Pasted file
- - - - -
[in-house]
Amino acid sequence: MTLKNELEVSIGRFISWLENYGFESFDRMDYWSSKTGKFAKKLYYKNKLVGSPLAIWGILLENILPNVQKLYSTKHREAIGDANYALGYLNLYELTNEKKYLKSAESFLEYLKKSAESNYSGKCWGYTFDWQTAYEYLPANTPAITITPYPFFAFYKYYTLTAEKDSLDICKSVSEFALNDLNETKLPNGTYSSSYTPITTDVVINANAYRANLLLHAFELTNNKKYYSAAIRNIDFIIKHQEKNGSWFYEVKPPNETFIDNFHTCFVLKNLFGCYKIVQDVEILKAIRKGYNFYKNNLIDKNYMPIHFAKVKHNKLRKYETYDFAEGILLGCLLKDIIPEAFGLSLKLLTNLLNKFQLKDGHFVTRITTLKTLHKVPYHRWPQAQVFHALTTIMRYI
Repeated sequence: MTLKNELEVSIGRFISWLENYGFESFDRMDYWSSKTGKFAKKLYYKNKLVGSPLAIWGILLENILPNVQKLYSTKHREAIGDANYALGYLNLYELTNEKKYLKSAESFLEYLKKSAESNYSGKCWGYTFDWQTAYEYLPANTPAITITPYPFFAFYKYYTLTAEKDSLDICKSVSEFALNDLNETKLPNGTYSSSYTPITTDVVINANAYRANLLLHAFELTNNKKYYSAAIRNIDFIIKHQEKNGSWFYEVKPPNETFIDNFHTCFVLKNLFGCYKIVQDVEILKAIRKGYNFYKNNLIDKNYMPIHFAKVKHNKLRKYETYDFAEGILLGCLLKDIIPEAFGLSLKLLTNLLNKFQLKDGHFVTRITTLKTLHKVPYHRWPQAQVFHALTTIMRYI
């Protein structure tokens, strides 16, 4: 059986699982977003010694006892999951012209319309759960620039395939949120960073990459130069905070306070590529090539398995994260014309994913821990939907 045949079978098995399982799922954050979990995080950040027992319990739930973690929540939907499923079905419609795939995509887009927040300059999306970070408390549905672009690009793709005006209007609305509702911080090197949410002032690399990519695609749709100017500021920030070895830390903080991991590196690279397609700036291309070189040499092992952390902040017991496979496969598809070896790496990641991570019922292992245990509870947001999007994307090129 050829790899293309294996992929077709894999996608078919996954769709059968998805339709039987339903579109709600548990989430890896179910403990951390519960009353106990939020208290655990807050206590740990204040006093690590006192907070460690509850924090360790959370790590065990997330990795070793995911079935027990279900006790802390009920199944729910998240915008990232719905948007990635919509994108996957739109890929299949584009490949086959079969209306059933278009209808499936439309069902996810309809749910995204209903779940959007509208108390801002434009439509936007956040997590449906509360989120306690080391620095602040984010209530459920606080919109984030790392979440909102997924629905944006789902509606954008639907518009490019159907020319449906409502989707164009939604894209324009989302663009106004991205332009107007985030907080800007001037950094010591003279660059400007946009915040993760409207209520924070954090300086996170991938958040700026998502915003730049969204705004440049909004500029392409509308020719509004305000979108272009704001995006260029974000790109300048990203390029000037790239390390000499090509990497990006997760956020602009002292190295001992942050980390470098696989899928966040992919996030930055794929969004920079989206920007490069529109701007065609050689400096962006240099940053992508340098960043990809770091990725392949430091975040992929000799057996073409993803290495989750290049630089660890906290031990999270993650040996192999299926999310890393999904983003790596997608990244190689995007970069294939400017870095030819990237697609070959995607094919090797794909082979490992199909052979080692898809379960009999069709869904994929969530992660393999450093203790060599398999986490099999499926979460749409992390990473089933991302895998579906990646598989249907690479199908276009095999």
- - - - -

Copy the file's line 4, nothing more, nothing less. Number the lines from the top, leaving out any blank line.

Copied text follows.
């Protein structure tokens, strides 16, 4: 059986699982977003010694006892999951012209319309759960620039395939949120960073990459130069905070306070590529090539398995994260014309994913821990939907 045949079978098995399982799922954050979990995080950040027992319990739930973690929540939907499923079905419609795939995509887009927040300059999306970070408390549905672009690009793709005006209007609305509702911080090197949410002032690399990519695609749709100017500021920030070895830390903080991991590196690279397609700036291309070189040499092992952390902040017991496979496969598809070896790496990641991570019922292992245990509870947001999007994307090129 050829790899293309294996992929077709894999996608078919996954769709059968998805339709039987339903579109709600548990989430890896179910403990951390519960009353106990939020208290655990807050206590740990204040006093690590006192907070460690509850924090360790959370790590065990997330990795070793995911079935027990279900006790802390009920199944729910998240915008990232719905948007990635919509994108996957739109890929299949584009490949086959079969209306059933278009209808499936439309069902996810309809749910995204209903779940959007509208108390801002434009439509936007956040997590449906509360989120306690080391620095602040984010209530459920606080919109984030790392979440909102997924629905944006789902509606954008639907518009490019159907020319449906409502989707164009939604894209324009989302663009106004991205332009107007985030907080800007001037950094010591003279660059400007946009915040993760409207209520924070954090300086996170991938958040700026998502915003730049969204705004440049909004500029392409509308020719509004305000979108272009704001995006260029974000790109300048990203390029000037790239390390000499090509990497990006997760956020602009002292190295001992942050980390470098696989899928966040992919996030930055794929969004920079989206920007490069529109701007065609050689400096962006240099940053992508340098960043990809770091990725392949430091975040992929000799057996073409993803290495989750290049630089660890906290031990999270993650040996192999299926999310890393999904983003790596997608990244190689995007970069294939400017870095030819990237697609070959995607094919090797794909082979490992199909052979080692898809379960009999069709869904994929969530992660393999450093203790060599398999986490099999499926979460749409992390990473089933991302895998579906990646598989249907690479199908276009095999």